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Post-Intensive Care Risk-adjusted Alerting and Monitoring (PICRAM Phase 2)

Portfolio Eligibility
Automatically eligible
ISRCTN 32008295
MREC N° 12\SC\0357
UKCRN ID 12730
Research Summary
Patients discharged from intensive care units (ICU) have a very high risk of subsequently deteriorating on hospital wards. PICRAM will develop ways of alerting clinicians to these deteriorations early. After ICU discharge, there is little information available about the normal course which patients’ vital signs follow if they are safely discharged from hospital. Using an ambulatory monitor we plan to continuously record vital signs from up to 500 patients who have spent more than three days in ICU from 2 hospitals (one teaching hospital – Oxford University Hospitals NHS Trust one large district general hospital – The Royal Berkshire NHS Trust). We will also recover vital signs from the 72 hours leading up to discharge from the ICU, (recorded in the standard clinical electronic database). These two sets of data will allow us to understand the patterns by which patient recovery is displayed in vital signs. We will develop ways by which clinicians can be alerted to patients who are not following these patterns of recovery, as these patients will be at greater risk of deterioration. Finally, we will recover data from the patient’s ICU stay. We have developed a large anonymised database from the standard clinical electronic databases of the two Intensive Care Units. We are using this to design tools to help clinicians recognise which patients are at risk of deterioration after discharge from intensive care. We will use data from the Intensive Care Unit stay of the patients whose vital signs we record after intensive care discharge to work out how best to merge the data from their time in Intensive Care with the vital signs recovery patterns to best identify patients who are deteriorating after ICU discharge. The use of prolonged ambulatory vital sign monitoring in post-intensive care patients is relatively novel. We will therefore record patients’ views on the wearability of the system and data on the functionality of the system.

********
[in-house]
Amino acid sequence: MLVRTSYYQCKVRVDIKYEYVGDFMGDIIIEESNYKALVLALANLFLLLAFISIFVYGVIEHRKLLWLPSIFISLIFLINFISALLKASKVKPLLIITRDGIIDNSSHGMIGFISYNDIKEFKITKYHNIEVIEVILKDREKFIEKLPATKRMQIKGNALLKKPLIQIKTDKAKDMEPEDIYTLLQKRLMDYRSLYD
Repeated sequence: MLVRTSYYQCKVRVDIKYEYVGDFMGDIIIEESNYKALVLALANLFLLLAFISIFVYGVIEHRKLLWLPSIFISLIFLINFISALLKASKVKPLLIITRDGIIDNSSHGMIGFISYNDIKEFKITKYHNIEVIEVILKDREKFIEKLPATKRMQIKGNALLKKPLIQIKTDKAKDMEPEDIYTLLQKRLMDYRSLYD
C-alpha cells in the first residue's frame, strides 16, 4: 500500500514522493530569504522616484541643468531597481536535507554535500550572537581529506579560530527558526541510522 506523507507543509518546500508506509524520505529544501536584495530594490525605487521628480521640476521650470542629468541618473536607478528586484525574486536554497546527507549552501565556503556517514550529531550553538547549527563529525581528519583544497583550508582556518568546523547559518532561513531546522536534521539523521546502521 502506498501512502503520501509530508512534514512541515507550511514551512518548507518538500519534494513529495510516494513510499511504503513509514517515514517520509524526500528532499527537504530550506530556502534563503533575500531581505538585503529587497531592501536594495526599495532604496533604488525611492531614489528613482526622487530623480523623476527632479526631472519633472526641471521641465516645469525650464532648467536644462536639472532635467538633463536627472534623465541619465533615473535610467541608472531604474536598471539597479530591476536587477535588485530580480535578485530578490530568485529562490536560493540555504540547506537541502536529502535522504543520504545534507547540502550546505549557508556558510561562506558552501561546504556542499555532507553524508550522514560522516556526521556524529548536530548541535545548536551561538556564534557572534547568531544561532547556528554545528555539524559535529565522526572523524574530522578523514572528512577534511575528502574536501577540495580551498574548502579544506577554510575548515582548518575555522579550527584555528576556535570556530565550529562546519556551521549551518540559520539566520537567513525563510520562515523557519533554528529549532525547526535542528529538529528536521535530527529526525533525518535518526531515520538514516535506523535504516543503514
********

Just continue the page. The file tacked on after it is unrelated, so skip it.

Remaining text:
Study Type Observational
Design Type Cohort study
Disease(s) All Critical care
Phase Pilot/Feasibility
Current Status Closed - in follow-up
Closure Date 12/19/2014
Global Sample Size 280
Global Recruitment to Date
Geographical Scope UK Multi-Centre
Lead Country England
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Main Inclusion Criteria
1. Participant is willing and able to give informed consent for participation in the study.
2. Aged 16 years or above.
3. Discharged from adult intensive care unit.
Main Exclusion Criteria
1. Patients discharged for palliative care.
2. Patients whose anatomy, condition or prior surgery precludes the use of the wearable monitoring equipment.
3. Patients who cannot understand written English and for whom no translator can be found.
4. Patients not able to give informed consent due to diminished capacity.
Chief Investigator(s)
Dr Duncan Young
Further details, please contact
Ms Julie Darbyshire

John Radcliffe Hospital
Kadoorie Centre for Critical Care Research
Level 3
Headley Way
Funder(s) Wellcome Trust
Sponsor(s) University of Oxford
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